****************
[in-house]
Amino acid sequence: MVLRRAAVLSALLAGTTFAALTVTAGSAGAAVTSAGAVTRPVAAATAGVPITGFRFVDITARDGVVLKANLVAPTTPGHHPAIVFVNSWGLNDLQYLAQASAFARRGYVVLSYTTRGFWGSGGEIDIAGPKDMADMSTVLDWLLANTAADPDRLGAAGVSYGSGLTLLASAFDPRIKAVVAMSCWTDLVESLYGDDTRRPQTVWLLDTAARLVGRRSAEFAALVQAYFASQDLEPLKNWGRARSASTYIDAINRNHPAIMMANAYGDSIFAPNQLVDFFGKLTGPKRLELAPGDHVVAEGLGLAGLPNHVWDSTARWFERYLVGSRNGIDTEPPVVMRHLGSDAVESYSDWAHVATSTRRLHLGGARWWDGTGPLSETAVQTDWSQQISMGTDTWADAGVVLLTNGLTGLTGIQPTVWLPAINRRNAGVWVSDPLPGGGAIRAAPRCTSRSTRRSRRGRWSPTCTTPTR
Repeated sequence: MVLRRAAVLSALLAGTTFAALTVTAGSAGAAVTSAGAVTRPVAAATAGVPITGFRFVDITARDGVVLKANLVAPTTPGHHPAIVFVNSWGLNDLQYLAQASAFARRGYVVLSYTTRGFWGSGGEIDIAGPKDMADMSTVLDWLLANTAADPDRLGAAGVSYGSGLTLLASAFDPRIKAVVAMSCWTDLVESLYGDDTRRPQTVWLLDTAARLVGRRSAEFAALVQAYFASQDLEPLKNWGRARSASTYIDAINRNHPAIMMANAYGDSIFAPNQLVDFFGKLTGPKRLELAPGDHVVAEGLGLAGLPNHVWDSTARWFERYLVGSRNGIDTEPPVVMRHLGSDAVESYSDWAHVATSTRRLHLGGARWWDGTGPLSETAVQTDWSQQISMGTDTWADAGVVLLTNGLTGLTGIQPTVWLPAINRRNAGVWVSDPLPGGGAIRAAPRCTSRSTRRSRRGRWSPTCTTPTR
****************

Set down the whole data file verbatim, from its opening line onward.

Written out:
[in-house]
Amino acid sequence: MVLRRAAVLSALLAGTTFAALTVTAGSAGAAVTSAGAVTRPVAAATAGVPITGFRFVDITARDGVVLKANLVAPTTPGHHPAIVFVNSWGLNDLQYLAQASAFARRGYVVLSYTTRGFWGSGGEIDIAGPKDMADMSTVLDWLLANTAADPDRLGAAGVSYGSGLTLLASAFDPRIKAVVAMSCWTDLVESLYGDDTRRPQTVWLLDTAARLVGRRSAEFAALVQAYFASQDLEPLKNWGRARSASTYIDAINRNHPAIMMANAYGDSIFAPNQLVDFFGKLTGPKRLELAPGDHVVAEGLGLAGLPNHVWDSTARWFERYLVGSRNGIDTEPPVVMRHLGSDAVESYSDWAHVATSTRRLHLGGARWWDGTGPLSETAVQTDWSQQISMGTDTWADAGVVLLTNGLTGLTGIQPTVWLPAINRRNAGVWVSDPLPGGGAIRAAPRCTSRSTRRSRRGRWSPTCTTPTR
Repeated sequence: MVLRRAAVLSALLAGTTFAALTVTAGSAGAAVTSAGAVTRPVAAATAGVPITGFRFVDITARDGVVLKANLVAPTTPGHHPAIVFVNSWGLNDLQYLAQASAFARRGYVVLSYTTRGFWGSGGEIDIAGPKDMADMSTVLDWLLANTAADPDRLGAAGVSYGSGLTLLASAFDPRIKAVVAMSCWTDLVESLYGDDTRRPQTVWLLDTAARLVGRRSAEFAALVQAYFASQDLEPLKNWGRARSASTYIDAINRNHPAIMMANAYGDSIFAPNQLVDFFGKLTGPKRLELAPGDHVVAEGLGLAGLPNHVWDSTARWFERYLVGSRNGIDTEPPVVMRHLGSDAVESYSDWAHVATSTRRLHLGGARWWDGTGPLSETAVQTDWSQQISMGTDTWADAGVVLLTNGLTGLTGIQPTVWLPAINRRNAGVWVSDPLPGGGAIRAAPRCTSRSTRRSRRGRWSPTCTTPTR